In 1663, Father Antonio Vieira, a famous Jesuit priest who was a close friend of the late King Joao IV, is summoned before the Tribunal of the terrible Inquisition. His position there is weakened by plots and misunderstandings. In front of the judges, Vieira reviews his past: his youth spent in Brazil and as a novitiate in Bahia, his involvement in the Indian cause, and his first successes in the pulpit. After the Inquisition deprives him of his freedom of speech, he flees to Rome where he achieves a good reputation and much success. The Pope decides to keep him within his jurisdiction. Queen Christina of Sweden, who had been living in Rome since her abdication, keeps Vieira at court and insists he become her confessor. But Vieira misses his country and returns to Portugal. There, the cold reception by the new king, Dom Pedro, persuades him to leave for Brazil where he spends his final days. –inbaseline
Manoel Cândido Pinto de Oliveira, GCSE (Portuguese pronunciation: [mɐnuˈɛɫ doliˈvɐjɾɐ]; born December 11, 1908) is a Portuguese film director born in Cedofeita, Porto. He is currently the oldest active film director in the world.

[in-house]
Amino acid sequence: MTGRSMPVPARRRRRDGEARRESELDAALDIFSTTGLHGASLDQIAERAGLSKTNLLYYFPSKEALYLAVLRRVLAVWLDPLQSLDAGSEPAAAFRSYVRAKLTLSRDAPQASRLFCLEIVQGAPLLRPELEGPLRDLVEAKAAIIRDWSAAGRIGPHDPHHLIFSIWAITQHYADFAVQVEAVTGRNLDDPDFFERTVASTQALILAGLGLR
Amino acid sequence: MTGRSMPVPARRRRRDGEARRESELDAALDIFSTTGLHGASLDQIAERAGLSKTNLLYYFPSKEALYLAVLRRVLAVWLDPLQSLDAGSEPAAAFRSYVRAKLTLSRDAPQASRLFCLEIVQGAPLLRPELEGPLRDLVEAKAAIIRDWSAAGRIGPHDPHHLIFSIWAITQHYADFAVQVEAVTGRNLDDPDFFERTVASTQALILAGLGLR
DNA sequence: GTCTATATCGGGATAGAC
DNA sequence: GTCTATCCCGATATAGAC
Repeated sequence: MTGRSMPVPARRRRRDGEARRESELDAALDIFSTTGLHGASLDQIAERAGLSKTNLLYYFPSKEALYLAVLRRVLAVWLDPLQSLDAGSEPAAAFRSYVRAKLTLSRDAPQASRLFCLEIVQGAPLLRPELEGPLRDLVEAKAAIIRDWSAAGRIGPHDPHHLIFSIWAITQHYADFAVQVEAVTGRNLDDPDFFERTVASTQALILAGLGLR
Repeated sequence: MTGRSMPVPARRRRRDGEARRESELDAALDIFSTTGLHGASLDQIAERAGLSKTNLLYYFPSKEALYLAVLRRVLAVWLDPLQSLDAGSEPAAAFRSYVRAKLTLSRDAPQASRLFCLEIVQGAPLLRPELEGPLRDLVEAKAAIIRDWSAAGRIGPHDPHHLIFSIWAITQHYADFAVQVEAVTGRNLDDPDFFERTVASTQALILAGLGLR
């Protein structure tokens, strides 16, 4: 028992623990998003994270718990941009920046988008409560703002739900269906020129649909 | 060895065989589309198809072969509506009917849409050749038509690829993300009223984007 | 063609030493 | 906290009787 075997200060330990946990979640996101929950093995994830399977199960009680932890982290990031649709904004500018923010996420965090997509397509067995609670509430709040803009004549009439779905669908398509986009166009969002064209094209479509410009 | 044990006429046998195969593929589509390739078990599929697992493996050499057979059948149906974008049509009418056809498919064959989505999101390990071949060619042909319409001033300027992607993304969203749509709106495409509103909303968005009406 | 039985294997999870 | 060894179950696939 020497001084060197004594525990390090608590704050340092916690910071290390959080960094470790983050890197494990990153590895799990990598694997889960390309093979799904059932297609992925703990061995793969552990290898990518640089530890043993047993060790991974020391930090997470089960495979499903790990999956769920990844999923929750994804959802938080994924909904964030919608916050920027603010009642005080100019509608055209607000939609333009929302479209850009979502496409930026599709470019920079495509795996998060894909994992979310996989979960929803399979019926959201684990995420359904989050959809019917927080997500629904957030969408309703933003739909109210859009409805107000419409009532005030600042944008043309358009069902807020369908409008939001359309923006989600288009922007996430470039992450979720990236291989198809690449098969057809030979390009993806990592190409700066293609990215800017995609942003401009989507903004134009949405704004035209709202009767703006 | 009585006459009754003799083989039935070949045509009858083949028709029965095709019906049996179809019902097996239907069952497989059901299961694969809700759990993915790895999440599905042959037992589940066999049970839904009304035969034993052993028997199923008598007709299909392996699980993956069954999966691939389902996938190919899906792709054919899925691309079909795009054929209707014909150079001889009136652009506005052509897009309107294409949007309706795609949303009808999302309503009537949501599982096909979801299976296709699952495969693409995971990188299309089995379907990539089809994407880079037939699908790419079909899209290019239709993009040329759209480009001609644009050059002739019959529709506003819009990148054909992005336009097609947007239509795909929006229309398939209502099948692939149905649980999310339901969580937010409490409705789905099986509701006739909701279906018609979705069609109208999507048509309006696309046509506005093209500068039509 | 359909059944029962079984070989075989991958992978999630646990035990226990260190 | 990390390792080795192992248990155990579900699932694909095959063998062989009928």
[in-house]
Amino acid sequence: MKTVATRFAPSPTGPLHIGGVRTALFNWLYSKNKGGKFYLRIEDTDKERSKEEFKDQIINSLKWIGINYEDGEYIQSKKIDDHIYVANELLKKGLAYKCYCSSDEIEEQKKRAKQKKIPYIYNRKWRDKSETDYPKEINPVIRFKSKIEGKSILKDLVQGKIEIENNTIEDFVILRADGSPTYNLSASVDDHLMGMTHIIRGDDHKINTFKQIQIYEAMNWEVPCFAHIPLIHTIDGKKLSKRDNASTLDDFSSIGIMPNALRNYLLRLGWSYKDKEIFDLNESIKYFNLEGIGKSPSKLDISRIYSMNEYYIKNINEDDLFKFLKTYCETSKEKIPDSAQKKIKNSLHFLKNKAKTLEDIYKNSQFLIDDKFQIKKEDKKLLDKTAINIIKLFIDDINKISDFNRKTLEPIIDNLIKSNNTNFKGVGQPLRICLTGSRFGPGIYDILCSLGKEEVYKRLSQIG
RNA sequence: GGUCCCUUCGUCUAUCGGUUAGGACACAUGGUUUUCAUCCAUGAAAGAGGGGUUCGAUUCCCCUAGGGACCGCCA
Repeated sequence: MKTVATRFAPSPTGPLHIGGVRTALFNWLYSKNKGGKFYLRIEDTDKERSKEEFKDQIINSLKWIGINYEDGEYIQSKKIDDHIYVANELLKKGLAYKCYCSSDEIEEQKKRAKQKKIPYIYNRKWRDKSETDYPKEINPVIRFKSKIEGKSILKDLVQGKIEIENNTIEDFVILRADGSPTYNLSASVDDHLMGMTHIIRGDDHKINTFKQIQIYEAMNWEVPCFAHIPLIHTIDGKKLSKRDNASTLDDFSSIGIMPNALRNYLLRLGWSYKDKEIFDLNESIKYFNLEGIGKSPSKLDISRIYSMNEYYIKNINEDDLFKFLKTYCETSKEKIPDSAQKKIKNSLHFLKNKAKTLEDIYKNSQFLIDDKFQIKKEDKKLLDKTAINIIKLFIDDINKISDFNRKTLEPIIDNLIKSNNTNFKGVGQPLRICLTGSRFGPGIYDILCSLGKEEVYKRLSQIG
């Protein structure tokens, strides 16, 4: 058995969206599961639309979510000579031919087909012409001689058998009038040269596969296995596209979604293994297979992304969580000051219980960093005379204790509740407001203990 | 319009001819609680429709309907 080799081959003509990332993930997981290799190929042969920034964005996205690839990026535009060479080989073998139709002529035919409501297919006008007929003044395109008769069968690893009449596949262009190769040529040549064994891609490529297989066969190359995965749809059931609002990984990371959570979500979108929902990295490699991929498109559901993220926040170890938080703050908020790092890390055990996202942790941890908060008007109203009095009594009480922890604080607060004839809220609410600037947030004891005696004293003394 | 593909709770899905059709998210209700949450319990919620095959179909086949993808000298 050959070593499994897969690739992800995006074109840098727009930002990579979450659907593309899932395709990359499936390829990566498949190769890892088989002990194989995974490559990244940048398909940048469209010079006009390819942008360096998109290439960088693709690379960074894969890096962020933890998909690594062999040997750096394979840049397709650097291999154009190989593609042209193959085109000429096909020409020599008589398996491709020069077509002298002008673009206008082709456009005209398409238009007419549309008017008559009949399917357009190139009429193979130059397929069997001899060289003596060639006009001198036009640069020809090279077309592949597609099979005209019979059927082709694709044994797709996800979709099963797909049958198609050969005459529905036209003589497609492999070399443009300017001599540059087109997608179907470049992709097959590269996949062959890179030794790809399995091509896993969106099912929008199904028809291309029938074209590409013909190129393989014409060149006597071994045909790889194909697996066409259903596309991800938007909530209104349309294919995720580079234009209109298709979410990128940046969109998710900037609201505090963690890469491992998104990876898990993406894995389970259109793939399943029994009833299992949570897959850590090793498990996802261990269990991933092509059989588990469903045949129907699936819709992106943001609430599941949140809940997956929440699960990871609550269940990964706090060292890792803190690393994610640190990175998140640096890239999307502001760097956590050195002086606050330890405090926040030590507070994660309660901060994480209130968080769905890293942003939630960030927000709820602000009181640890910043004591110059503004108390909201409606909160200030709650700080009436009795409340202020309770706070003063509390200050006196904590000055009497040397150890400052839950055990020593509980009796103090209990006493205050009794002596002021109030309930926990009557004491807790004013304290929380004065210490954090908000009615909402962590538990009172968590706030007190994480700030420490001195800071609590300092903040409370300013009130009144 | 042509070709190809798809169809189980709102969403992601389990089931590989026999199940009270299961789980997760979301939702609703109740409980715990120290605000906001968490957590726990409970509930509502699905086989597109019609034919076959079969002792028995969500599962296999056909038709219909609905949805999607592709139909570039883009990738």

Manoel de Oliveira was born in Porto, Portugal on December 11, 1908, to Francisco José de Oliveira and Cândida Ferreira Pinto. His family were wealthy industrialists.
Oliveira attended school in Galicia, Spain and his goal as a teenager was to become an actor. He enrolled in Italian film-maker Rino Lupo’s acting school at age 20, but later changed his mind when he saw Walther Ruttmann’s documentary Berlin: Symphony of a City. This prompted him to direct his first film, also a documentary, titled Douro, Faina Fluvial (1931).
He also has the distinction of having acted in the second Portuguese sound film, A Canção de Lisboa (1933).
His first feature film came much later, in 1942. Aniki-Bóbó, a portrait of Oporto’s street children… read more